Jack Hidary - On October 4, 2011, Jack Hidary, the well known energy Jack Hidaryentreprenaur spoke to our New York Clean Energy Forum on 'The Gamechanger:  China’s Unstoppable Clean Energy Exports'. Combining his considerable expertise in finance, science, technology, Jack's speech  focused on China's  master business plan every five years.  That plan, coupled with the enormity of China’s population, landmass, and financial resources, puts a footprint on every country and every major business in this global economy.  

 

Wind TurbineEconomics of Wind Energy and the Relevance of Tax Credits - On September 27, 2011, we held the fourth event in our Clean Energy Solution Series featuring a panel discussion on the the economic ramifications of wind energy presenting the case for investment of wind energy and outlined the realities of wind energy and other renewable energy in the political climate of the 112th Congress. 

FERC Panel

 

Transmission Reform:  What Does It Mean for Renewables? - On July 28, 2011, the third in our Clean Energy Solution Series featured a panel discussionon the Federal Energy Regulatory Commission’s Rulemaking, Order 1000 and the potential of a modernized electric grid structure to provide nationwide consumers with renewable energy.

 

The Speed of Solar: A Review of the Tremendous Impact of Solar - On June 27, 2011, we held the second event in out "Clean Energy Solution Series", which spotlighted the success of rooftop solar energy, particularly for Sungevity Rooftop Energy. The rooftop solar industry, now no longer a cottage industry selling to the wealthy in the state of California, is now mainstream and viable in almost every state.

 

Wireless Technology:  New Technologies and the Electric Grid - On June 16, we held our first Clean Energy Solution Series on how wireless communications can create innovation opportunities for clean energy technologies and the smart grid.  We also released new national polling which shows public support for new approaches on energy outside the scope of the current debate.

Senator Jeff Bingaman (D-NM)

Senator Jeff Bingaman - On January 31, 2011 Senator Bingaman, Chair of the Energy and Natural Resources Committee outlined his priorities for an energy agenda for the 112th Congress at a packed luncheon of over 250 people at the National Press Club. The Senator outlined four elements which he said should be at the heart of a comprehensive energy legislation to make the United States competitive in global energy markets.  To read more follow the links below:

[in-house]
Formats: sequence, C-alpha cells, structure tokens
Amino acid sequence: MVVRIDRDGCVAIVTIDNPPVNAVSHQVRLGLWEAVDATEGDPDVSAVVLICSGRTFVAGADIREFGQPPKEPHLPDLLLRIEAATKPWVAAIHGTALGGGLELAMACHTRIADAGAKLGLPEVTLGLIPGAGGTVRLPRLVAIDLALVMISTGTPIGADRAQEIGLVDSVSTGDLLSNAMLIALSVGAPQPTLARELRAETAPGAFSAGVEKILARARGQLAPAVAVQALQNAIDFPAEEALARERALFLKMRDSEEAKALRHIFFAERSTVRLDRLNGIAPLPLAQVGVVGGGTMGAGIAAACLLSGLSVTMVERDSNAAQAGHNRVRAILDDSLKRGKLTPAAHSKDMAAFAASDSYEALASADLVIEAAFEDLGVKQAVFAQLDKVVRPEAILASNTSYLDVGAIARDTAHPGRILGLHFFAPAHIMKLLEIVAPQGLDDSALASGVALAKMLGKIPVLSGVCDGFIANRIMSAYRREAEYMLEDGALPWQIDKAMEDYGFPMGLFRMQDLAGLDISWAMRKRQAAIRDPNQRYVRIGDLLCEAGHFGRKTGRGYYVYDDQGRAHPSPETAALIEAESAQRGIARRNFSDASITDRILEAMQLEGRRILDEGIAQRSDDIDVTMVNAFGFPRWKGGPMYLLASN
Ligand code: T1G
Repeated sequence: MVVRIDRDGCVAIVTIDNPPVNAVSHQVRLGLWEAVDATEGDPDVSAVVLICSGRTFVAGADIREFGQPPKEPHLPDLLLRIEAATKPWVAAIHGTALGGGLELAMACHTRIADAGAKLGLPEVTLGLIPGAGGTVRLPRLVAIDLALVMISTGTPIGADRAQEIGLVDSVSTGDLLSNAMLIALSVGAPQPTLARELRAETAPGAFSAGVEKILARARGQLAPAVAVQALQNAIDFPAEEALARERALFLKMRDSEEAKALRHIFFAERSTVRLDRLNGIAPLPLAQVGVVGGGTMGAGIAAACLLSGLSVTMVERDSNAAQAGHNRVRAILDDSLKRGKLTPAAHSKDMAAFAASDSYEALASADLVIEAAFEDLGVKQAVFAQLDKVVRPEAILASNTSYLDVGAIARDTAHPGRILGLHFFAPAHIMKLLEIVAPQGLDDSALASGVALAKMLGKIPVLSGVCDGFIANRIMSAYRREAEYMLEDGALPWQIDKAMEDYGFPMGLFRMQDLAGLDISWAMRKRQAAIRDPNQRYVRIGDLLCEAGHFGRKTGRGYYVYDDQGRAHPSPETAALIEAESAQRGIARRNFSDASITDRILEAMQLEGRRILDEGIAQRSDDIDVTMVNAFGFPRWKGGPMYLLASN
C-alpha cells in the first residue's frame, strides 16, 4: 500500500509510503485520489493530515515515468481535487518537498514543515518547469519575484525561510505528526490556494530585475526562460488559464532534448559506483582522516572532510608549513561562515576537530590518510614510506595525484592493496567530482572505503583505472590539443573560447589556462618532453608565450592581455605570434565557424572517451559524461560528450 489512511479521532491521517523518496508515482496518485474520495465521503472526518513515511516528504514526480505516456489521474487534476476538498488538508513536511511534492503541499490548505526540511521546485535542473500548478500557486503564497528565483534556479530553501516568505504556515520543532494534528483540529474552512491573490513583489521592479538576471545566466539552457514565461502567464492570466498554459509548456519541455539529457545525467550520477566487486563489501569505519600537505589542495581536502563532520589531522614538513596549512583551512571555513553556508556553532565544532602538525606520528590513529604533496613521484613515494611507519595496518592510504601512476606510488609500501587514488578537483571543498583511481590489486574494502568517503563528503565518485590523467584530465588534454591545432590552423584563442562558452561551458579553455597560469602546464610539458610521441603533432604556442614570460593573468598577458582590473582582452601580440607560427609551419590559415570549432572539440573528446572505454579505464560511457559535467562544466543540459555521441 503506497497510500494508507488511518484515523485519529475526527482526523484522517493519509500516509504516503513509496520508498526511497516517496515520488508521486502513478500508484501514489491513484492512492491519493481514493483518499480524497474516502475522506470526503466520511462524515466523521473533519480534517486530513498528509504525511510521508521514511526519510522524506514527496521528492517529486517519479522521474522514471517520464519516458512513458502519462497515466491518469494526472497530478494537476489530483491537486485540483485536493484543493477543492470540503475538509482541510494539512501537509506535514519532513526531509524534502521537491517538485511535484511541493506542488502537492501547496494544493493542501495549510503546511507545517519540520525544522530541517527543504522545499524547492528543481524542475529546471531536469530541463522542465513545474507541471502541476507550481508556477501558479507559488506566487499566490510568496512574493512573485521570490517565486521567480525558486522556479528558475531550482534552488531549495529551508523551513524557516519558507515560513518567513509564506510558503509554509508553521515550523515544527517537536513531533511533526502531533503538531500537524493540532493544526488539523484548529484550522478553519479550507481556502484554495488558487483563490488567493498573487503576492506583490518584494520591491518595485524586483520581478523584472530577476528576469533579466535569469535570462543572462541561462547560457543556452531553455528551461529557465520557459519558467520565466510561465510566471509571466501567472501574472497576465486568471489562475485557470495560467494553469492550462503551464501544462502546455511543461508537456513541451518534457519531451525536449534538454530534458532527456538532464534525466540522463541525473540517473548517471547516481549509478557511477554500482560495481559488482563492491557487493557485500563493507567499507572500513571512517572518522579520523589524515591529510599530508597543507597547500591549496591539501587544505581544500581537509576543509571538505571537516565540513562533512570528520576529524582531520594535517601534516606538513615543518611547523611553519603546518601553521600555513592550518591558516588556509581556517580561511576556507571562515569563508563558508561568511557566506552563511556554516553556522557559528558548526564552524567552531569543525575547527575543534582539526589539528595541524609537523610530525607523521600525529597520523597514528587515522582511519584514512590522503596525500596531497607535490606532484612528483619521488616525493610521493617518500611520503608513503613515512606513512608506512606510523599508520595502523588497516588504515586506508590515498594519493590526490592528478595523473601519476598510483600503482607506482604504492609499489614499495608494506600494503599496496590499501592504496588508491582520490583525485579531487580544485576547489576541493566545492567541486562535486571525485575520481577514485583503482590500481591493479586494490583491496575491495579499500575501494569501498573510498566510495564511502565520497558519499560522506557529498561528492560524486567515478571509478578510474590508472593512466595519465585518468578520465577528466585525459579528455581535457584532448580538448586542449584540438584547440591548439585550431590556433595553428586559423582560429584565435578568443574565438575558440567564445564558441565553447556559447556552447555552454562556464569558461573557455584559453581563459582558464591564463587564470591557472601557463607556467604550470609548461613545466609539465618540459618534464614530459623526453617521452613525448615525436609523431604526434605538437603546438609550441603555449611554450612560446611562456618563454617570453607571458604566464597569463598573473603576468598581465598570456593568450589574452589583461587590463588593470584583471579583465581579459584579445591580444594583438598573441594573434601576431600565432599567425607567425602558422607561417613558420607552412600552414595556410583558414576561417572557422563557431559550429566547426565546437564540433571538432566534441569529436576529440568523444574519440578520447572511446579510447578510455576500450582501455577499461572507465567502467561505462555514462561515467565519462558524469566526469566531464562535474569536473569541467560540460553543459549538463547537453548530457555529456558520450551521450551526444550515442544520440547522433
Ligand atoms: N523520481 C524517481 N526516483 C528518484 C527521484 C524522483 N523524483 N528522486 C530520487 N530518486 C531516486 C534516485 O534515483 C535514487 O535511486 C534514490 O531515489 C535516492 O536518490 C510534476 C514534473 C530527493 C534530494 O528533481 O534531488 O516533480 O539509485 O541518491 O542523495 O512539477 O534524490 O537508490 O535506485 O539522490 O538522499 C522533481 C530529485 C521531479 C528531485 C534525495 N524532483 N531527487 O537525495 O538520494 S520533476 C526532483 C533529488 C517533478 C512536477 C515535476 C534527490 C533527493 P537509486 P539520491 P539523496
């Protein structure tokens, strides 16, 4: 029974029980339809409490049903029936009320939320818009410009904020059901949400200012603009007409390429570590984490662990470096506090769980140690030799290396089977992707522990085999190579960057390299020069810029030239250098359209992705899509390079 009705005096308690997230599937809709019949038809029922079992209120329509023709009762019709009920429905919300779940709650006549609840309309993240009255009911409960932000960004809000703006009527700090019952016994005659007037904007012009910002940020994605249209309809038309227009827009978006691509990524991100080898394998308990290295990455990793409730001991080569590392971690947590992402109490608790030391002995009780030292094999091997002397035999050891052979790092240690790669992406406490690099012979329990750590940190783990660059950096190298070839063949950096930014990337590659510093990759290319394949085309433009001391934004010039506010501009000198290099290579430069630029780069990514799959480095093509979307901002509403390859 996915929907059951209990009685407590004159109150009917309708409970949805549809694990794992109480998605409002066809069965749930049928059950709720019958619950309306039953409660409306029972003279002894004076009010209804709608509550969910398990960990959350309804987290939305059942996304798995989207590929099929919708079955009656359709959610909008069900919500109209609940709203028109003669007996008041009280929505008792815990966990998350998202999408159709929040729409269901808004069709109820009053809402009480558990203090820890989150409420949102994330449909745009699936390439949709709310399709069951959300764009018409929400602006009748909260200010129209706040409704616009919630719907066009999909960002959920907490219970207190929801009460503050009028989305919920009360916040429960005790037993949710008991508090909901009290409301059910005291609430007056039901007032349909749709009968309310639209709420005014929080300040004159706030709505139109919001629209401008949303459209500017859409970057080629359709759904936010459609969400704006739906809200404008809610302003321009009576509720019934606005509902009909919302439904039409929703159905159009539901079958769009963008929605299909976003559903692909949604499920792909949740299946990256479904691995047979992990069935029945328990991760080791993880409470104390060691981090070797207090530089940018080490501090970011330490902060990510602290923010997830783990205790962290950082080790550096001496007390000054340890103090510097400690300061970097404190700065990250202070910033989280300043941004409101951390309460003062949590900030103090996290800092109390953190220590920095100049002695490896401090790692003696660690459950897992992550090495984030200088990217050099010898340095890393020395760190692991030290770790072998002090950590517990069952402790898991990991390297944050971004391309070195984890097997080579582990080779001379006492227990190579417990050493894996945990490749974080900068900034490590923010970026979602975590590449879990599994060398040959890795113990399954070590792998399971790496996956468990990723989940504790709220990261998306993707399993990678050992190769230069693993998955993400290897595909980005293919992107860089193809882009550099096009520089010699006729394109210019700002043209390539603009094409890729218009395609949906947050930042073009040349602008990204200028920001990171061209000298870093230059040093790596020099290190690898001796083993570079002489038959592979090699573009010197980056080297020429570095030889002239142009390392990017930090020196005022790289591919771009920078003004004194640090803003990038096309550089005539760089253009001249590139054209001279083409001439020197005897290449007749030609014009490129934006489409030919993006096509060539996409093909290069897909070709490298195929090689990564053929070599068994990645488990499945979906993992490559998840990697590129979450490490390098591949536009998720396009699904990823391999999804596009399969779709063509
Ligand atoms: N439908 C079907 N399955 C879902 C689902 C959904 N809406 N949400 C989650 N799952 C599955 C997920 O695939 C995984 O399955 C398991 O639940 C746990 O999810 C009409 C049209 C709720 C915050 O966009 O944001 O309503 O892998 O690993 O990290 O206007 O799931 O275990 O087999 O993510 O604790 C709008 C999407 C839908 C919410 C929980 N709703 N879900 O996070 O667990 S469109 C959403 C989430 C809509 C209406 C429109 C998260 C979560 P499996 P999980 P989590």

Understanding the Transformative Potential of Microgrids and Distributed Power - On December 10, 2010, four industry pioneers; in localized generation and power management discussed the overwhelming success of cogeneration.  Cogeneration has revolutionized industrial power in the US, but also the huge, untapped potential of microgrids harnessing cogen and distributed power to modernize American electricity.  

Michael Moynihan to Present at the CITI Conference on Broadband Networks & Smart Grid

Michael Moynihan presents E 2.0 at Georgetown Energy and Cleantech Conference

Accelerating the Clean Energy Economy: Key Pathways, Policies, and Pitfalls 6/29/10: with Michael Moynihan, Dan Carol, Robert Shapiro, and Aimee Christensen NDN hosted a panel on the imperative of moving towards a clean energy economy and how this transition will take shape. The lively discussion explored the financial and regulatory incentives for clean energy development, as well as the necessary legislative actions to put these incentives into place.